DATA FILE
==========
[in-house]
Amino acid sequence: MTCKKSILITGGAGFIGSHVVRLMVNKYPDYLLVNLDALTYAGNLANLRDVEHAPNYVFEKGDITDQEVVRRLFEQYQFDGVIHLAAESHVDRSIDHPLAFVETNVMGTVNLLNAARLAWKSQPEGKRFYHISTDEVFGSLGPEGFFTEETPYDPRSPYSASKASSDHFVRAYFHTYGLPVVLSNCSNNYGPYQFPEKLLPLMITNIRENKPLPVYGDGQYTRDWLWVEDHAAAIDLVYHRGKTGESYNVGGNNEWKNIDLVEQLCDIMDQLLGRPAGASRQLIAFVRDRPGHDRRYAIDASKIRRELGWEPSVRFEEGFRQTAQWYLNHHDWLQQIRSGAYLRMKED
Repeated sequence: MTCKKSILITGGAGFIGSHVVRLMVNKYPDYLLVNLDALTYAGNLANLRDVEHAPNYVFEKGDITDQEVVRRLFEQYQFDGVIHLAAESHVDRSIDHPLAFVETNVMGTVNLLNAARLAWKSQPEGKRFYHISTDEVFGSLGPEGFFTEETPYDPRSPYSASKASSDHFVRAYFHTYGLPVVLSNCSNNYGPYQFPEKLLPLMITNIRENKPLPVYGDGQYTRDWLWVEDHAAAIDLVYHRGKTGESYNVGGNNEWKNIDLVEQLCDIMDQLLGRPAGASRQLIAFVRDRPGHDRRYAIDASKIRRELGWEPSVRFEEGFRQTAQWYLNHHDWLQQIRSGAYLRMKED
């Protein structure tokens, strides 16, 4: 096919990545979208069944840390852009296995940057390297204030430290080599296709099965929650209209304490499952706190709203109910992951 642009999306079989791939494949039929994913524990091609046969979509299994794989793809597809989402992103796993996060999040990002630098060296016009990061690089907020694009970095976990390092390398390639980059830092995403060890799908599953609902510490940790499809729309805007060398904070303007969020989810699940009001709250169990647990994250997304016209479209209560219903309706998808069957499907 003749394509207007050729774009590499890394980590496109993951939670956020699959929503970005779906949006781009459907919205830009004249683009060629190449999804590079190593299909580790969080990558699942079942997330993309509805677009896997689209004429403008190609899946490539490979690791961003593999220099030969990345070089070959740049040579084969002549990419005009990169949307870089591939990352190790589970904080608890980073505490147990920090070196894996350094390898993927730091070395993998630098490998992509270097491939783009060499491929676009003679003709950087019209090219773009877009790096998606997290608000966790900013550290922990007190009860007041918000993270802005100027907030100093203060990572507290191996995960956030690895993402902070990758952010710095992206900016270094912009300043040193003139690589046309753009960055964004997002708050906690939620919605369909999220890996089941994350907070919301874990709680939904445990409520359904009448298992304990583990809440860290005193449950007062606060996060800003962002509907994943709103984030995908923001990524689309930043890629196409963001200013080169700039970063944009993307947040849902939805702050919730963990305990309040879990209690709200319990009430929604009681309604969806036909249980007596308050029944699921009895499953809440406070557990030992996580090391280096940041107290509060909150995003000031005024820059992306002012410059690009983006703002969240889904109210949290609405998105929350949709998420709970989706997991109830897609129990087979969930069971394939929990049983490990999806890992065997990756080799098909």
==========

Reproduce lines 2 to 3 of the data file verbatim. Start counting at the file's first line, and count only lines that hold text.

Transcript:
Amino acid sequence: MTCKKSILITGGAGFIGSHVVRLMVNKYPDYLLVNLDALTYAGNLANLRDVEHAPNYVFEKGDITDQEVVRRLFEQYQFDGVIHLAAESHVDRSIDHPLAFVETNVMGTVNLLNAARLAWKSQPEGKRFYHISTDEVFGSLGPEGFFTEETPYDPRSPYSASKASSDHFVRAYFHTYGLPVVLSNCSNNYGPYQFPEKLLPLMITNIRENKPLPVYGDGQYTRDWLWVEDHAAAIDLVYHRGKTGESYNVGGNNEWKNIDLVEQLCDIMDQLLGRPAGASRQLIAFVRDRPGHDRRYAIDASKIRRELGWEPSVRFEEGFRQTAQWYLNHHDWLQQIRSGAYLRMKED
Repeated sequence: MTCKKSILITGGAGFIGSHVVRLMVNKYPDYLLVNLDALTYAGNLANLRDVEHAPNYVFEKGDITDQEVVRRLFEQYQFDGVIHLAAESHVDRSIDHPLAFVETNVMGTVNLLNAARLAWKSQPEGKRFYHISTDEVFGSLGPEGFFTEETPYDPRSPYSASKASSDHFVRAYFHTYGLPVVLSNCSNNYGPYQFPEKLLPLMITNIRENKPLPVYGDGQYTRDWLWVEDHAAAIDLVYHRGKTGESYNVGGNNEWKNIDLVEQLCDIMDQLLGRPAGASRQLIAFVRDRPGHDRRYAIDASKIRRELGWEPSVRFEEGFRQTAQWYLNHHDWLQQIRSGAYLRMKED